One egg, many baskets

How load balancing is helping deliver on the promise of application virtualization.

From systems and storage to networks, virtually every nook and cranny of the IT environment these days is being virtualized. Applications, of course, are no exception, and for good reason. By isolating applications from the underlying operating system and from other applications, then streaming them from a centralized location into an isolated environment on a laptop or other target device to be executed, virtualization makes it a snap to run applications on different computers – not to mention, previously incompatible applications can now be run side by side.

In other words, application virtualization is a game changer in terms of increasing compatibility and manageability. It also:

  • uses fewer resources and saves hardware and software costs
  • simplifies operating systems migrations
  • accelerates application deployment through on-demand application streaming
  • improves security by isolating applications from OS
  • simplifies license usage tracking

Optimizing application performance and ensuring security.

But of course, as with almost any technology such as this, application virtualization has its own set of potential pitfalls, a big one being that by removing applications from the physical device and having them reside on an application server somewhere, you run the risk of that server becoming a single point of failure when, say, too many users try to access the application at the same time or a nasty application-layer bug infects the server and wreaks havoc across your organization. In other words, the old too-many-eggs-in-one-basket dilemma.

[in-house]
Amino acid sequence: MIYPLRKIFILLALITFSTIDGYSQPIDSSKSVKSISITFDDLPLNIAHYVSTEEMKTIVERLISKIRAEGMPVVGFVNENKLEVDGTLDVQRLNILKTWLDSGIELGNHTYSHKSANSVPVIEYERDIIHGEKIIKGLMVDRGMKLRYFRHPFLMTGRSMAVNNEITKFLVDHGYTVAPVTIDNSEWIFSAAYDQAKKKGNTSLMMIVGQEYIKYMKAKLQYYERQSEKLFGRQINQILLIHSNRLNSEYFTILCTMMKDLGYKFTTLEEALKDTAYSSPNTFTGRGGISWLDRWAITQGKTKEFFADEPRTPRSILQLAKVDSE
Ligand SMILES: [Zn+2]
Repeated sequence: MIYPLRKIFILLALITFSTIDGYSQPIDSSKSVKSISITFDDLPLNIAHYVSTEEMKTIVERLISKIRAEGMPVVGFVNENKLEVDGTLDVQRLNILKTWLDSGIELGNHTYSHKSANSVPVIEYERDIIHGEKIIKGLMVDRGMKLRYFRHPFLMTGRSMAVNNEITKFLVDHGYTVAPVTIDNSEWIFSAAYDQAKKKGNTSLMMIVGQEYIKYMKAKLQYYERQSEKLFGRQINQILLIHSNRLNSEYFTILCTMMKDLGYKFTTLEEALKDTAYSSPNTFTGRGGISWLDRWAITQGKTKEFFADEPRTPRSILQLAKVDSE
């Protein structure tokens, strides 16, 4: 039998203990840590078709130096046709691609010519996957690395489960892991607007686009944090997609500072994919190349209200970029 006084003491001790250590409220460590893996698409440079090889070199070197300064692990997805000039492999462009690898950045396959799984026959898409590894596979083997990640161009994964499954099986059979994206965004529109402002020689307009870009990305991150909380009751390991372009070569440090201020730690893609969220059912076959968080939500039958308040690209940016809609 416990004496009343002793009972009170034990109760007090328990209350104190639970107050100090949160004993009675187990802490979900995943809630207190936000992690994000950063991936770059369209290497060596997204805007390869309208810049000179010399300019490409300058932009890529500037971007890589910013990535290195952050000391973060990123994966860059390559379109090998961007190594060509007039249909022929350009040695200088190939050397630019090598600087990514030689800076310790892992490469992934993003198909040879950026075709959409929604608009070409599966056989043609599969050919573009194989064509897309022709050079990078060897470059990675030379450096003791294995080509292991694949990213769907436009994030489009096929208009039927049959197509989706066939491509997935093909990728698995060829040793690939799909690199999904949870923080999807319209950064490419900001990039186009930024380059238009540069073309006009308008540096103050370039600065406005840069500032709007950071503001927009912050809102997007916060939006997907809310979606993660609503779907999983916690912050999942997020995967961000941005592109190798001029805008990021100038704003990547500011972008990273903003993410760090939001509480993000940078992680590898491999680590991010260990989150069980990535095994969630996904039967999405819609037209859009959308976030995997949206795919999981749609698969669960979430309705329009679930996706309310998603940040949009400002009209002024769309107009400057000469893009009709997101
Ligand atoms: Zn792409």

Load balancing helps mitigate those sorts of risks by intelligently and dynamically distributing and optimizing incoming traffic among servers hosting the same application content. By balancing application requests across multiple servers, particularly during a surge in traffic, load balancing prevents that single point of failure nightmare scenario and ensures that virtualized applications are always available and responsive. Load balancing even monitors the health, or availability, of servers so as to avoid sending request to servers that are overloaded or unable to respond. It’s also a pretty straightforward way to scale out an application server infrastructure when the time comes so that, as application demand increases, new servers can be easily added to the resource pool and load balancing can automatically start sending traffic to them in an orderly, dependable way.

Load balancing has become so important to the efficient functioning of virtualized environments that the technology has evolved into more powerful solutions commonly called Application Delivery Controllers (ADCs). In addition to their impressive load balancing capabilities ADCs also include useful functionality like data compression, content caching, application firewall security and application performance monitoring.

Related Post: Load Balancing and a whole lot more.

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About Jonathan White

Jonathan is a solutions architect within the Enterprise Architect Group at Softchoice. His main focus is to help customers define and design virtualization solutions.